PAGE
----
ATLANTA, Feb. 8 (UPI) -- The league's biggest, brightest - and in some cases, newest - stars will cede center stage at the 52nd annual NBA All-Star Game Sunday to Michael Jordan.
Perhaps the greatest player in NBA history, Jordan announced earlier this season that this would be his final campaign. The superstar swingman of the Washington Wizards has walked away from the NBA twice before, only to return.
But Jordan turns 40 later this month, and this time, you get the feeling that he means it. With that in mind, just about everyone involved with the midseason gala has decided to make this weekend a special one for him.
Some called for Toronto Raptors forward Vince Carter to step aside and offer his starting spot to Jordan. Carter received more than 1 million votes in fan balloting despite being sidelined by a knee injury most of the season. He explained his decision to stay a starter.
"If I'm a fan voting for you, and you're starting, and all of a sudden you're not starting, how do you think I would feel? I would feel disappointed," Carter said.
"I understand the other side," he added, holding his hands as if they were a scale. "But one person - who is the greatest; don't get me wrong - or a million-plus that's gonna be disappointed when I go to the arena? ... It's the fans that make this game."
Fifteen years ago in Chicago, Jordan turned All-Star Weekend into a coming-out party, winning the Slam Dunk Contest on Saturday and scoring 40 points to claim MVP honors in the All-Star Game on Sunday.
That was the first of three All-Star MVP awards for Jordan, who also won in 1996 and 1998. Only Bob Pettit, with four, has won more.
Jordan also needs only 10 points to overtake Pettit (246 points) and Kareem Abdul-Jabbar (251) as the leading scorer in All-Star history. About to play his 13th All-Star Game, Jordan is one of just five players who has averaged better than 20 points in the midseason showcase.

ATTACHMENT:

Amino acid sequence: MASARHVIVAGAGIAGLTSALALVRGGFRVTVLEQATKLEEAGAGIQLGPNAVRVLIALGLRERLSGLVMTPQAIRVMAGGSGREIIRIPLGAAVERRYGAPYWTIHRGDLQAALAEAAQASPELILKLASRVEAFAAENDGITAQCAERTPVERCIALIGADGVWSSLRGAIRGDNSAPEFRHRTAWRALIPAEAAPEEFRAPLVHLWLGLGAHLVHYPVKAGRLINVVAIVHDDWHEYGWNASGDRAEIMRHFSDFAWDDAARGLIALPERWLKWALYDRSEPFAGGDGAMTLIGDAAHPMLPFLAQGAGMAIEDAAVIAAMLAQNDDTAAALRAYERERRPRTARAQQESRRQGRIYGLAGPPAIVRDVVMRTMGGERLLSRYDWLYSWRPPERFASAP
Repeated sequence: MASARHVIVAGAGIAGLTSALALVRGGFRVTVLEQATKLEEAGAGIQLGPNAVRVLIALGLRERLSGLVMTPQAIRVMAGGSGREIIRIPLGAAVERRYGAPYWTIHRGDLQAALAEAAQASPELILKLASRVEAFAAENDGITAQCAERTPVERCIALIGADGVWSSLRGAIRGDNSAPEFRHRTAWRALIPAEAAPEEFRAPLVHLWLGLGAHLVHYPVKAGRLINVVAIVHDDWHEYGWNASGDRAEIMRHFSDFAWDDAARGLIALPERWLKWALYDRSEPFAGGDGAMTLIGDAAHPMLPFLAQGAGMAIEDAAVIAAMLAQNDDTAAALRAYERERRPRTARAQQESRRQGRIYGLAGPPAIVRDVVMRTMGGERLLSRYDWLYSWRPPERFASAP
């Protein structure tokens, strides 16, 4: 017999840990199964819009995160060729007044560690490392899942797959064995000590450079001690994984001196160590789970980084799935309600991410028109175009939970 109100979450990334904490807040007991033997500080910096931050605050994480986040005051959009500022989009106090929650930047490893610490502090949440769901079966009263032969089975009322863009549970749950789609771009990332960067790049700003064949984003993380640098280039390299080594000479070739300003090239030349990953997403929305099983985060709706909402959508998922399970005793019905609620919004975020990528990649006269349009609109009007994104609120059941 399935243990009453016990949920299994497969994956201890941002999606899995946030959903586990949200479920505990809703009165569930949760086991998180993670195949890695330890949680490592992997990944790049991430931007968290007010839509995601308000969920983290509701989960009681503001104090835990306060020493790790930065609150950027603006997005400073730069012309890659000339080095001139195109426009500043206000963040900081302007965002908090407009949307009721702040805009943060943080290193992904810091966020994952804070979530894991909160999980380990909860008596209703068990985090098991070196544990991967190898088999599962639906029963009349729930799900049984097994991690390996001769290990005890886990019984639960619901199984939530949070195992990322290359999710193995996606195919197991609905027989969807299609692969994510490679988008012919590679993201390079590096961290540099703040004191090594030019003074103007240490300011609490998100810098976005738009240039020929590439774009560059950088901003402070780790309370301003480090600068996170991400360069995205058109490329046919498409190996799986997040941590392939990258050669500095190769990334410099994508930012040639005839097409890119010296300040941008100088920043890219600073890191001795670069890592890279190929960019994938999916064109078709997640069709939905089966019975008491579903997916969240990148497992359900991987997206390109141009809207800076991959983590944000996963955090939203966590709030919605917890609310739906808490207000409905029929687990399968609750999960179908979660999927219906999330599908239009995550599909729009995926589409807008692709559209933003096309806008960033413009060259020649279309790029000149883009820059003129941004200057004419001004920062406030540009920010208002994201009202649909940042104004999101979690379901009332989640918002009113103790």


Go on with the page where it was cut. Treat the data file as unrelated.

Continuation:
As has been the case for several years, Jordan skipped Friday's media session. He will meet the media on Saturday after practice.
While this is Jordan's last All-Star Game, it is the first for Chinese rookie sensation Yao Ming, who leads a distinct international flavor in Sunday's contest.
The 7-5 center of the Houston Rockets was the center of attention at the Hyatt. Media members began gathering at his table an hour before his arrival. When he entered the ballroom, a throng of about 50 cameramen and reporters walked with him to his table.
Yao is one of a record six international players selected as All-Stars. He also is one of six first-time All-Stars.
With fan balloting available on the NBA's multi-lingual web site, Yao claimed the Western Conference's starting center spot from Shaquille O'Neal of the Los Angeles Lakers. He is the first rookie to start an All-Star Game since Grant Hill in 1995.
Other internationals selected include Cleveland center Zydrunas Ilgauskas (Lithuania), San Antonio forward Tim Duncan (U.S. Virgin Islands), Dallas forward Dirk Nowitzki (Germany), Dallas guard Steve Nash (Canada) and Sacramento forward Peja Stojakovic (Yugoslavia).
The East holds a 32-19 edge in the all-time series and had won five of six until last year, when the West posted a 135-120 victory. Los Angeles Lakers guard Kobe Bryant, a starter on this year's West squad, won MVP honors as he scored 31 points.